Crisis and the end of “cheap politics” | Print edition
Nuwan was present for an interview as he had applied for a postgraduate degree program, while I was there as a member of the interview panel. It is customary to ask questions about the educational and professional background of the candidates.
I asked him, “What are you doing?” He replied, “I am a development worker. I asked him again, “Where do you work as a development worker?” He named a particular government school in the Western Province as his workplace.
His answer aroused my curiosity: “I know that there are development offices all over the country literally to develop rural economies, divisional secretariats and many other government agencies. But I didn’t know that it was now also in public schools! Is this a new arrangement? »
He replied, “No sir, but I got it two years ago when the government provided jobs for 50,000 unemployed graduates! About 18,000 have been allocated to schools. I asked him again: “So you are the person responsible for the ‘development’ of your school; tell me a bit about your duties and responsibilities”.
First he laughed and then replied, “We have no specific duty or responsibility as such other than to take care of whatever the principal asks us to do; it’s mostly office work, then helping the teachers and sometimes also teaching in the absence of a teacher”.
As I noticed that he had mentioned four years of professional experience, I asked him again what his previous professional experience was. This time, his answer was even strange: “After my diploma, I joined a private company (he also named it) as a management trainee, then I became a manager there; I left it two years later because I got this job at school”.
Anyone asked him why he left the job, so I too asked the same question: “Why did you leave a management position to obtain a position as a development officer? I’m sure your salary as a manager and your future career prospects were much higher than those with it!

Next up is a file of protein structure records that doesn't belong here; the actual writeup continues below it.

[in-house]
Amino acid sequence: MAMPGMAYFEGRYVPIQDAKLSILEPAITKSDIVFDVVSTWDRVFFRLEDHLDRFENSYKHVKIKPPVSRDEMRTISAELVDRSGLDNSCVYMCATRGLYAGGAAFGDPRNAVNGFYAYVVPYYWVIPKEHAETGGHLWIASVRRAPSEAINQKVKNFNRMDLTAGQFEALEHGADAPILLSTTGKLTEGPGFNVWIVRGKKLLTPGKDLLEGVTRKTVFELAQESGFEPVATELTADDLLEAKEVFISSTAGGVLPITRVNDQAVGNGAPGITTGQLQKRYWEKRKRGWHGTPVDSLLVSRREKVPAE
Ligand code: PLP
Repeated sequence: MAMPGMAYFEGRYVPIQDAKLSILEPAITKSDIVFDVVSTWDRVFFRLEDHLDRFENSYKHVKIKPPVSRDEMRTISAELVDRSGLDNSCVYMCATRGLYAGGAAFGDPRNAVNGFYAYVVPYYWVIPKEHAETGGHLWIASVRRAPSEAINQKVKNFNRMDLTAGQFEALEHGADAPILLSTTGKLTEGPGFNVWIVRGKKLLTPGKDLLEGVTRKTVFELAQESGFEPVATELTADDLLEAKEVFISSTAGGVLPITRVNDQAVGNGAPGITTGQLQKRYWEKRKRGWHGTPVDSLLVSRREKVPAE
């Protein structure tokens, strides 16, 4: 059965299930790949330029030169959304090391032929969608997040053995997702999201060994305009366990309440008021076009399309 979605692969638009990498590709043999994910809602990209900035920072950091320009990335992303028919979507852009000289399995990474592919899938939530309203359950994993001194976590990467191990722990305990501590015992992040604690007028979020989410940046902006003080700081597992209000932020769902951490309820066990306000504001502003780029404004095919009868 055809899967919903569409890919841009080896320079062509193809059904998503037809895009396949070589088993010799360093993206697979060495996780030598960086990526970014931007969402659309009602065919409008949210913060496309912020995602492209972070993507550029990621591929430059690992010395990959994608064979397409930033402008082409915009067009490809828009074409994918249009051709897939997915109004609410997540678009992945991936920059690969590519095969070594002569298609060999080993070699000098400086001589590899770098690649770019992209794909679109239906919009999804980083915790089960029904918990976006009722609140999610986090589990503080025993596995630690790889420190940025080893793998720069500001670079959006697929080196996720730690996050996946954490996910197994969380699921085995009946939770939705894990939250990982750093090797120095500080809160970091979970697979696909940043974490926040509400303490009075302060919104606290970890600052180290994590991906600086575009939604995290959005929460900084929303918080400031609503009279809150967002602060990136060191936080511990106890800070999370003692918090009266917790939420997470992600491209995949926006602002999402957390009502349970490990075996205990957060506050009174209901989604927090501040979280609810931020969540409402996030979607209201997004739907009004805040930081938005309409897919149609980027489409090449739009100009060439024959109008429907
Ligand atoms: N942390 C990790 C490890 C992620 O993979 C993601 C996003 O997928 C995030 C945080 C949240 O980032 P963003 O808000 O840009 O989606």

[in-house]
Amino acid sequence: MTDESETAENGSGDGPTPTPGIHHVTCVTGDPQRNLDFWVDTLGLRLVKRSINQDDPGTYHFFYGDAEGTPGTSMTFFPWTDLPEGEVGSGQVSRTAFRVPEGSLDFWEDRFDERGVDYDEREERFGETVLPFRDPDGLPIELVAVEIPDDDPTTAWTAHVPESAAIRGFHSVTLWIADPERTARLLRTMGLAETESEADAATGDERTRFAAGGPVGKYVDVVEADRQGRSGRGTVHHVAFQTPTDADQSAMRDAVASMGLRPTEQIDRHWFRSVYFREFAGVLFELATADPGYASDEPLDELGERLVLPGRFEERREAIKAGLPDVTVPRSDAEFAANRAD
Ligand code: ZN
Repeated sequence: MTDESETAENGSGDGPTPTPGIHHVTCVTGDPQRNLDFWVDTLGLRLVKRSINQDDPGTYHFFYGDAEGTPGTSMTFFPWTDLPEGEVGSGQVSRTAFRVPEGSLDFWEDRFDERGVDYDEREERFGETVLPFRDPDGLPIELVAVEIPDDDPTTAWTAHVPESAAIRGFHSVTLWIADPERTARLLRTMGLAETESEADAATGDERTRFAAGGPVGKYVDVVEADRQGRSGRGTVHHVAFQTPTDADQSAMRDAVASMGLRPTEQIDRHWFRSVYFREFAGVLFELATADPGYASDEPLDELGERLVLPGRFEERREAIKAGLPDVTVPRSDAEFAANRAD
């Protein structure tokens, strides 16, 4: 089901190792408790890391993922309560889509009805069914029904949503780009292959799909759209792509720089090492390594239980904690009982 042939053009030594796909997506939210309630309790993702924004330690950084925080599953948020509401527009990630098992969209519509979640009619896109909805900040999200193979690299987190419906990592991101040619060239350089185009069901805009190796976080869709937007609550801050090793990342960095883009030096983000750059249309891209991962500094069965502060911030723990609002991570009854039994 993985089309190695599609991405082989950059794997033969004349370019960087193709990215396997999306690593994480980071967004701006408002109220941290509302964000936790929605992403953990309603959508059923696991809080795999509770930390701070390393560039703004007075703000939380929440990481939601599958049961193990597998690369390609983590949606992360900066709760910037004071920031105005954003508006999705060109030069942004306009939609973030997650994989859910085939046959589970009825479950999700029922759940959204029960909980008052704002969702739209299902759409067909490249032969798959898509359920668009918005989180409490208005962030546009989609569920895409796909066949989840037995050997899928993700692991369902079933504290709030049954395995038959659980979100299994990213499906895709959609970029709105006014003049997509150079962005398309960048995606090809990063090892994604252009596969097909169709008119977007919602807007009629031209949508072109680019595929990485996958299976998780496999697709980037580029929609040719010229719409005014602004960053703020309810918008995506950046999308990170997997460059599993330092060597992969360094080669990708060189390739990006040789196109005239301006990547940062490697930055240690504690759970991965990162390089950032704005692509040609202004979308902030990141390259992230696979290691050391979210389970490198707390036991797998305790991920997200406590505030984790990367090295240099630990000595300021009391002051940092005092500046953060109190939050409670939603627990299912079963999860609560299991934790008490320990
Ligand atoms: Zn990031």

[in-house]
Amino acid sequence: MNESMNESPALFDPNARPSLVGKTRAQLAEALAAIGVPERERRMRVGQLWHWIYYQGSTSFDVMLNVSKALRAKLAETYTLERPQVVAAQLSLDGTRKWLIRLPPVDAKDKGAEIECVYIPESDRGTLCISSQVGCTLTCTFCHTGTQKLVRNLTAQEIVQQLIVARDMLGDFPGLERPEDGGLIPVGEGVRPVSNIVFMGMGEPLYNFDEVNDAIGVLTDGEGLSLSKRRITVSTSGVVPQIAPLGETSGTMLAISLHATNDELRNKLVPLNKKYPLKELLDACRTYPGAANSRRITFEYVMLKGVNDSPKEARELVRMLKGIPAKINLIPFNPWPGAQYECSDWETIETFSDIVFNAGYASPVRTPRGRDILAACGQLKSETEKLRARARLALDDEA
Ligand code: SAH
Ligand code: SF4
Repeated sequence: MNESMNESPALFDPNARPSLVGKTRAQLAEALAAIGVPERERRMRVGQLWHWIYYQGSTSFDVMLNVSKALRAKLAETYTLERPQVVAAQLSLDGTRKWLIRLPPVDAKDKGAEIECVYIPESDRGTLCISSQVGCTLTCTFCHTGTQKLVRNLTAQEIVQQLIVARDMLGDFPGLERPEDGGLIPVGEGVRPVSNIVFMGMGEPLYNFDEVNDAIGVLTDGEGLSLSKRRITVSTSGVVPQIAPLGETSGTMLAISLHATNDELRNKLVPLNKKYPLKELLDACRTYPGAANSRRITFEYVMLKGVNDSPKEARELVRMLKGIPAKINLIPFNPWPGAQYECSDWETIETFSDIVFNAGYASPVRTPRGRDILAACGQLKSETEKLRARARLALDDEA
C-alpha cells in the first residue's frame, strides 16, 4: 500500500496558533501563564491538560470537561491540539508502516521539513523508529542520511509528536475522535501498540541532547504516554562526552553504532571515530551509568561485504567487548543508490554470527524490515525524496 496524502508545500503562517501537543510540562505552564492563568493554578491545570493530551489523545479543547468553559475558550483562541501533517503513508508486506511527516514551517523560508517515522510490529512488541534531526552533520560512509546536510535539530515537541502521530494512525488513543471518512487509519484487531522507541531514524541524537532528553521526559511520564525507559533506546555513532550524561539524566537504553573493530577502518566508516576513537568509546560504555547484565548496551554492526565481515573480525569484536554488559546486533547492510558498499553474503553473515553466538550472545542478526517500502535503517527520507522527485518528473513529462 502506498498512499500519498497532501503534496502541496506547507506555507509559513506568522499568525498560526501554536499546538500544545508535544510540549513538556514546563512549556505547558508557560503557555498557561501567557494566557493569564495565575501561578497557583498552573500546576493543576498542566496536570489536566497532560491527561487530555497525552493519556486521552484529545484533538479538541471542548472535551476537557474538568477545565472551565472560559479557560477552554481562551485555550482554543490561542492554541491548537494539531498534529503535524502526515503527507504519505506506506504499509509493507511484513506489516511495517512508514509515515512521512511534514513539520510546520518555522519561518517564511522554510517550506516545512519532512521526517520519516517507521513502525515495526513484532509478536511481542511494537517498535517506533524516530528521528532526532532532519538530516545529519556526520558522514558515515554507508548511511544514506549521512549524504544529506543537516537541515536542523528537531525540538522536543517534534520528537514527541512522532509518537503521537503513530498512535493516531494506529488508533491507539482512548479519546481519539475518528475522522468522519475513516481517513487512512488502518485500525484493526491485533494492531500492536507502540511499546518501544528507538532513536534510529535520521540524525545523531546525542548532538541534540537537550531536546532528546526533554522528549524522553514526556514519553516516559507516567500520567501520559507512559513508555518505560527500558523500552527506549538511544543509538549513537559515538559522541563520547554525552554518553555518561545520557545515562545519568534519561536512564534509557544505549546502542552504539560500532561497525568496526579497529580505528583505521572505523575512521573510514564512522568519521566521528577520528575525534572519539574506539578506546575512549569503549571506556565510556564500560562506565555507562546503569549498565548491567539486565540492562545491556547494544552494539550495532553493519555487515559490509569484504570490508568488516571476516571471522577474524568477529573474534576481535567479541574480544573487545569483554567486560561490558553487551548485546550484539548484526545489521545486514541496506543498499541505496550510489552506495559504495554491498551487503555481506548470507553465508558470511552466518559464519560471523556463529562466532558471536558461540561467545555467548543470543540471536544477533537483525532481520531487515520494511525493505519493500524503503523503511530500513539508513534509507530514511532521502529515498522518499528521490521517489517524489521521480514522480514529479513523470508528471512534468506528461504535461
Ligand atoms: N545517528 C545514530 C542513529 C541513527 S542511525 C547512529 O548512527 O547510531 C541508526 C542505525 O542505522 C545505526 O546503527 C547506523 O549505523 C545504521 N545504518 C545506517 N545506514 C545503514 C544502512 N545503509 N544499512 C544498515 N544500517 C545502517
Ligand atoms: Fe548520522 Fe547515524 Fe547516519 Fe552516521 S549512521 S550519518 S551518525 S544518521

He was honest enough to explain his rationality: “Yes, but now I have more free time every day and more holidays per month. When I get home, my mind is totally free from the burden of the office; and I will have more time to do my own things. The government will make it a permanent position with a pension for life.”
I steered my question in another direction: “Do you think the private company you worked for would hire a graduate again?”
The above is perhaps just one of the similar stories of thousands of public sector employees in Sri Lanka. When the government or politicians have taken over the task of giving jobs to individual institutions, it is customary for educated and less educated youngsters to seek out the politicians to receive a job opportunity from the government.
The government has had little success in “creating” productive jobs for young people, but it has continued to “provide” them with jobs whether or not they have a job to do and whether or not they have the and the skills required. or not; what matters is just a “certificate” to meet the entry criteria.
Thus, the public sector, including all its public enterprises, has become the source of employment opportunities; if such opportunities do not exist, they can be created as in the case of the position of “development officer”. What is needed is just a government job, regardless of its productive contribution to the economy.
Public sector employment statistics show that there were approximately one million public sector employees in the early 2000s; this has now risen closer to 1.5 million in net terms. Even the increase in Sri Lanka’s total labor force over this period has been less than the increase in public sector employment.